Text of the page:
U.S. Endurance Team is Fifth at WEG

The gold went to France, silver to Italy, bronze to Australia.
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The gold went to France, silver to Italy, bronze to Australia.

September 17, 2002 -- The United States team
finished fifth in the Endurance competition on Monday at the 2002 World
Equestrian Games in Jerez de la Frontera, Spain.

The Gold Medal went to the French team, Italy won the Silver and the
Bronze was earned by the 2000 World Endurance Champions of Australia.

Individually, Sheikh Ahmed bin Mohammed al Maktoum of the United Arab
Emirates (UAE) was crowned the new World Champion riding Bowman in a
ride time of 9:19:29. The Silver went to Antonio Rose of Italy on Alex
Raggio Di Sole finishing in 9:35:23. The Bronze winner was Sunny Demedy
of France on Fifi du Bagnas it the time of 9:38:47.

Individual U.S. riders Valerie Kanavy of Ft. Valley, VA, and Heather
Bergantz-Reynold of San Jose, CA did not complete the 100 mile (160km) ride.

Chef d' equipe Art Priesz was disappointed with the results, but pleased
with the efforts of all the riders and the support crew.

"We have made many friends here and I am not going to be upset about the
friends that beat us," said Preisz. "I am proud of us for finishing a
healthy and happy team and of the work that our crews put in for us and
even other teams."

The three riders that completed on the team were Beverly Gray of Park
City, Utah on Regalidon in a ride time of 11:05:20, Cia Reis of
Pennsdale, PA riding Catch A Wave, owned by Alex and Cia Reis, in
11:43:05 and Stephen Rojek of Woodstock, VT on Finally in a ride time of
11:43:06. The fourth member, Kathy Brunjes of Bethel, ME, riding Ali
Darkness, owned by Kathy and Janet Brunjes, was eliminated after the
first loop.

The first loop was bad luck for the U.S. two-time World Endurance
Champion, Valerie Kanavy and Shahdon, owned by Larry and Valerie Kanavy,
who did not complete the forty plus kilometers and was only on the trail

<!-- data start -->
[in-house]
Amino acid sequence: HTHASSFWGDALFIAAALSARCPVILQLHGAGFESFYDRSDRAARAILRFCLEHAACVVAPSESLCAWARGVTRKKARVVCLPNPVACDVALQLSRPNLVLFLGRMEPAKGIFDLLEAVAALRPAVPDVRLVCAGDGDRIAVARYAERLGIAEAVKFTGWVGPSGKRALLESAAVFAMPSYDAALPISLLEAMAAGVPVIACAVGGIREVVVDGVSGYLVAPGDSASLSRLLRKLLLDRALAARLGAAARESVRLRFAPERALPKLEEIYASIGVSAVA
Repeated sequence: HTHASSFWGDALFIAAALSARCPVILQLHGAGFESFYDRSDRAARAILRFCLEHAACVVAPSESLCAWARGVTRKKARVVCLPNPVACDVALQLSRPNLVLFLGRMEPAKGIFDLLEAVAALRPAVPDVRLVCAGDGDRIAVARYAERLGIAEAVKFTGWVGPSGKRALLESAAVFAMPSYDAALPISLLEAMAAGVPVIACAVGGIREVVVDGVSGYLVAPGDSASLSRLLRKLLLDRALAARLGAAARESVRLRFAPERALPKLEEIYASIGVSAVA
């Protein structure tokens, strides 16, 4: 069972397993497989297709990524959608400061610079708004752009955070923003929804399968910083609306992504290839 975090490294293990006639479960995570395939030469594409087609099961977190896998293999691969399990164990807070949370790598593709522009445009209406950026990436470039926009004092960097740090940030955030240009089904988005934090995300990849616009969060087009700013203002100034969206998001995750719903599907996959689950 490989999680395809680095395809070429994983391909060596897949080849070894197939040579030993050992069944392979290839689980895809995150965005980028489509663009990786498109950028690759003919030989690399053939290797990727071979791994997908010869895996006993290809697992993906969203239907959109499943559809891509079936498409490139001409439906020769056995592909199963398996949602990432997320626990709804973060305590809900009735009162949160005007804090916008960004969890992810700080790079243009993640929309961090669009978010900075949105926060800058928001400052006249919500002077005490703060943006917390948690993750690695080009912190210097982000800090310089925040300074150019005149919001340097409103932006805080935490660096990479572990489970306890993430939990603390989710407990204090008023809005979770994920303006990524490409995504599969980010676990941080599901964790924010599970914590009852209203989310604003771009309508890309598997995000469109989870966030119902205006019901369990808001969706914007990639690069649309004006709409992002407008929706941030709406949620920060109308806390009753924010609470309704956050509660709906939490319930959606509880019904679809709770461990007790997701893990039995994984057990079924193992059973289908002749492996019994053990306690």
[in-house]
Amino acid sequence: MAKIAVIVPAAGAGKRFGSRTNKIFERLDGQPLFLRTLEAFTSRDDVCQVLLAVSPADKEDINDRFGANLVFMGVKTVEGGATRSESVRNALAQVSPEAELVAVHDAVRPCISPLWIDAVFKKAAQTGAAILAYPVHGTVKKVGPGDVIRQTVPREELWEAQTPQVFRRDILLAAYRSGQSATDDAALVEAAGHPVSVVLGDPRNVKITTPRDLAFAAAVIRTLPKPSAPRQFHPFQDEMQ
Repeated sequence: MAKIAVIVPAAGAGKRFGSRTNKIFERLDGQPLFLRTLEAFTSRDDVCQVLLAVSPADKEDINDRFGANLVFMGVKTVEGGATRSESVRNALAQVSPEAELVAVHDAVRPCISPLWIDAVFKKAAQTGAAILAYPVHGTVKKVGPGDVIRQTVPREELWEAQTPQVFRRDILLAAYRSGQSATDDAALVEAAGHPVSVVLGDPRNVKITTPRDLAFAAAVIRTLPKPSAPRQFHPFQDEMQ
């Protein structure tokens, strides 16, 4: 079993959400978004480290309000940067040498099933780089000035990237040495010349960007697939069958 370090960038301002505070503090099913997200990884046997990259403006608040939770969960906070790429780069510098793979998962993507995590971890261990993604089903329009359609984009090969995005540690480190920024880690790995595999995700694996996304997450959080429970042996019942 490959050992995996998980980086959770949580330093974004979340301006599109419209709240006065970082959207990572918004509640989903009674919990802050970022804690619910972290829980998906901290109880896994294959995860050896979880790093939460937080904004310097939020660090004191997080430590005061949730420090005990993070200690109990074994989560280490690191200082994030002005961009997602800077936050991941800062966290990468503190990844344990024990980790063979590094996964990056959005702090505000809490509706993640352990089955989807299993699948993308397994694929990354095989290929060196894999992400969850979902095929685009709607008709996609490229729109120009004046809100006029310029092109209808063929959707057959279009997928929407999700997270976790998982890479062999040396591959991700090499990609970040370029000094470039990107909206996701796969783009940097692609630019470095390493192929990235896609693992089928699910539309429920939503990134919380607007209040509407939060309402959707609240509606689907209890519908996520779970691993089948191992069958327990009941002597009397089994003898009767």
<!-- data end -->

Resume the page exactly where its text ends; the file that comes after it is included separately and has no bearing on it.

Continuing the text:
for about forty five minutes.

"I got a flat tire," said Kanavy. "Shahdon lost a shoe and putting a
new one on turned out to be very complicated out on the trail, so I
thought it was in the best interest of the horse to retire."

The 2001 Pan Am Endurance Champion also retired on the first loop due to
a lost shoe. Bergantz-Reynolds had a new one put on Crystals Charm,
owned by Skip Lightfoot, but it didn't take well and they withdrew the
horse.

From then on things went well and a medal was possible. Priesz and the
team had a strategy that they hoped would work.

"We were down to only three horses very early," said Priesz. "So, we
made the decision to work hard on the second and fourth loops and let
the horse recover in the third. It worked for a while, we made up a lot
of time in the second loop and the horses recovered well in the third,
but the strategy just didn't hold up. Our team did really well,
though. I am really proud of them."

For comprehensive coverage the 2002 World Equestrian Games, please visit
the United States Equestrian Team's website at www.uset.org.

The United States Equestrian Team is a non-profit organization that
selects, trains, equips and finances equestrians of the highest possible
standard to represent our country in major international competition,
including the Olympic Games and the World Championships. To accomplish
this, the USET seeks out and nurtures the development of talented
athletes - riders, drivers, vaulters and horses - and provides the
support and guidance they need to help them attain their fullest
potential.

For more information on the USET, please call (908)
234-1251, or visit USET ONLINE at www.uset.org.